No. of Primary Schools : 11,466
No. of Students in Schools: 4,316,000
No. of Teachers in Schools: 107,244
No. of Secondary Schools: 491
No. of Stds form I – form VI: 152,025
Teachers in Sec Schools: 8,198
Teacher Training College: 35
No. of Tutors in Teachers College: 978
No. of Students in Teachers College: 8770
Technical Colleges: 3
No. of Teachers in Tech. College: 198
No. of Students in Tech. College: 2123
- Primary enrolment: 66% total (male 67%, female 66%).
- Secondary enrolment: male 6%, female 5%.
- Primary school teacher ratio: 37:1
- Street Children: 92% are aged 9 – 15yrs. About half completed primary edu. & majority live with parents/relatives & come from poor families.
- Completed Primary Education: 80%
- Continued Secondary Education: Only 20% get to continue out of 80% who complete.
Reason for not attending Primary School + Failure:
- In some rural areas schools are far.
- Children have to help in domestic chores.
- Parents cannot afford (Though primary edu. is free, money for books, uniforms is not available)
- Orphaned children (i.e. Some have to work and help single parents or take care of siblings)
- Abuse (some abused by parents & some orphans abused by relatives whom they live with)
- Traditional practices bias against girls' education.
- Cannot complete homework due to domestic tasks., hence failing and some drop out.
- Learning environment.
- Malnourished child, sick & lacking in cognition & emotional support is likely to fail in education. Attainment, through lack of concentration, poor attendance, dropout & failure to catch up on lessons.
- Inefficient teachers: 56% of primary school teachers are leavers or secondary failures. 0.6% are diploma holders. The rest are form IV leavers. Therefore students are obviously not going to get quality education, ending up with children failing their in their exams.
Reason for not continuing Secondary Education:
- Lack of fund.
- Insufficient secondary schools.
- Quality of Education: Public school teachers are not fully committed to their job due to being underpaid, they look for other means of income, not attending classes for several days and thus the children left unsupervised, which surely lead the pupils to fail their exams. Therefore the 20% who go to secondary are mostly from private schools.
- Over crowded classes.
- Limited space & resources in schools. (i.e. No desks, chairs, teachers, blackboards etc.)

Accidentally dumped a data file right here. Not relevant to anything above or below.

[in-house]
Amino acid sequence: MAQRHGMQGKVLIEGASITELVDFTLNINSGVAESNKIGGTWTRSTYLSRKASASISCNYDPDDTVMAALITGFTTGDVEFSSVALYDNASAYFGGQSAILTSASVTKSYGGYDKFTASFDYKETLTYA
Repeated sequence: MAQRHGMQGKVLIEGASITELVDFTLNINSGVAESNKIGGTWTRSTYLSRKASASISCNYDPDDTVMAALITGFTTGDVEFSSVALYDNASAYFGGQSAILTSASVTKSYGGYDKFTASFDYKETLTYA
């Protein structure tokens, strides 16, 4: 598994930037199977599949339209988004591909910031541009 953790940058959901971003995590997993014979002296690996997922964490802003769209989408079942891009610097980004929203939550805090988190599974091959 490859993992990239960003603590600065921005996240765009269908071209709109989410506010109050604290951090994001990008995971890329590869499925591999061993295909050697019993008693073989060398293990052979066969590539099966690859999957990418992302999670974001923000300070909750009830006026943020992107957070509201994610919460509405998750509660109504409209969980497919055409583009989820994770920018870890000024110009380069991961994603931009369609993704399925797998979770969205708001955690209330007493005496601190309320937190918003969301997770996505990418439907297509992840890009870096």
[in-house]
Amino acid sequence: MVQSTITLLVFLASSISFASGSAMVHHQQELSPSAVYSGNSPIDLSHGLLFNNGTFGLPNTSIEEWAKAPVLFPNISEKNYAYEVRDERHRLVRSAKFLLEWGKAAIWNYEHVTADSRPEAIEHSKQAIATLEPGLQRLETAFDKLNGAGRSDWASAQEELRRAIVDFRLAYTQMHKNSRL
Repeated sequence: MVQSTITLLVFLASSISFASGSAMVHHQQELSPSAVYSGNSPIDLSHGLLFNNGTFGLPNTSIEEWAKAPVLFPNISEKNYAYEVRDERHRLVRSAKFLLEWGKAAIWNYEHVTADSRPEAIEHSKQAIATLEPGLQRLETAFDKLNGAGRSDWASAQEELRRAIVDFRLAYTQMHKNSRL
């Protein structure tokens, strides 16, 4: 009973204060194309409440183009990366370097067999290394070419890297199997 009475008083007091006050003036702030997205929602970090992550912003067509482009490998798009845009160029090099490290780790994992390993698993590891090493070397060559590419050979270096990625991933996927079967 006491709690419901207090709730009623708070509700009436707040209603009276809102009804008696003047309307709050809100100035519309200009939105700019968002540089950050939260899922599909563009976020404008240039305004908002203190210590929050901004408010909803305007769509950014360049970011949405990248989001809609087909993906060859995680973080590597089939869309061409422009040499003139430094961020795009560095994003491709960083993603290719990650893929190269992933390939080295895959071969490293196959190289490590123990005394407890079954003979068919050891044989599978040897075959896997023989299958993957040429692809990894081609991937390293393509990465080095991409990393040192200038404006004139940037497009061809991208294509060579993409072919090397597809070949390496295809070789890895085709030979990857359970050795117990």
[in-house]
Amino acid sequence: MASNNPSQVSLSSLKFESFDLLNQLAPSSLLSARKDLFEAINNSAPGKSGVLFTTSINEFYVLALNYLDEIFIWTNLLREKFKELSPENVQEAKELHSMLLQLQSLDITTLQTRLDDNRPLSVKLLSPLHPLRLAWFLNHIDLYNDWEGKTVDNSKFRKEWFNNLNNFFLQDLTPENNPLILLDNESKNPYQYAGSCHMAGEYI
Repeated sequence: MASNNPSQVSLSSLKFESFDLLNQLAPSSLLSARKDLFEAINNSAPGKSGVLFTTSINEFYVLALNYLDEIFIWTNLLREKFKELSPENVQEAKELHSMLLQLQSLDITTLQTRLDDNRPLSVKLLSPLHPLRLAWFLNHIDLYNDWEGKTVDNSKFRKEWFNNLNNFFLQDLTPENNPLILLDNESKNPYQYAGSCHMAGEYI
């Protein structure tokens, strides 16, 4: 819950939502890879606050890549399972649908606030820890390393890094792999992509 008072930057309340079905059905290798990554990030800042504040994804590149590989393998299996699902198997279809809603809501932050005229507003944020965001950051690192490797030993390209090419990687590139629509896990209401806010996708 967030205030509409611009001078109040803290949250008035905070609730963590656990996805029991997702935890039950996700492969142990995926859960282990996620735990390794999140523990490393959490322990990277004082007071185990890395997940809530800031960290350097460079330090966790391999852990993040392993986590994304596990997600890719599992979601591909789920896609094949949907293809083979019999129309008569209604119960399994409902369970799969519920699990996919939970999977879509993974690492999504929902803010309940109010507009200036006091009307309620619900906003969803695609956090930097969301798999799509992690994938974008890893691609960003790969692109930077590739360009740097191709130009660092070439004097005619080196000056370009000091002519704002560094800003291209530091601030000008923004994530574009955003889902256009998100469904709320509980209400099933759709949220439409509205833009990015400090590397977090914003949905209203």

- Child labor (This is mostly in females, as they have lot of domestic chores, .’. they can’t manage both work & study)
- Poor families cannot afford fees.
- Travel distances: In rural areas almost ¼ household live 20kms from Secondary School.
- Traditional practices bias against girls’ education.
Why are children in the streets?
- Education is the basic right & yet 47% of children in sub-Saharan Africa do not attend school. Many children come to streets thinking they will be able to obtain schooling.
- Children & adults in rural areas believe that a better life is easily available in urban areas. (.’. they go to urban areas seeking better life, but ending up in the streets).
- People do not intervene in cases of child or domestic abuse. Many feel that they do not have the skills to do so. There is low awareness of the consequences of child abuse.
- Traditionally children have been viewed as the subservient property of adults. As children are increasingly exposed to ‘modern’ values they demand a greater role in decisions affecting them & the most adventurous often run to the streets to taste 'freedom'.
- Orphaned children often end up on streets.
- Fees not available to continue with education thus ending up on streets.
- Poor families with children who are at risk of coming to the streets. 30-40% of families (the % is a study of just a few areas, not whole of TZ) are at risk of having a child run away due to poverty, family breakdown and the lure of urban life.
What happens to street children?
- Children on the streets are vulnerable to extreme violations of their rights.
- They struggle to access food, health, clothes & security.
- They live on the edge of society.
- They are physically, verbally & sexually abused.
- Few trust adults.
- They have limited skills & find it difficult to earn money legally.
- Many work as child labourers, involved in prostitution & domestic work.
- Many become criminals, addicted to drugs & alcohol.
- They mutilate themselves & abuse others.
- They become socially dysfunctional by being trapped in poverty cycle & part of an underclass that fuels crime & other illegal activities.
(The above School data is of year 2000 & taken from www.tanzania.go.tz)
The above data is referenced from the following websites: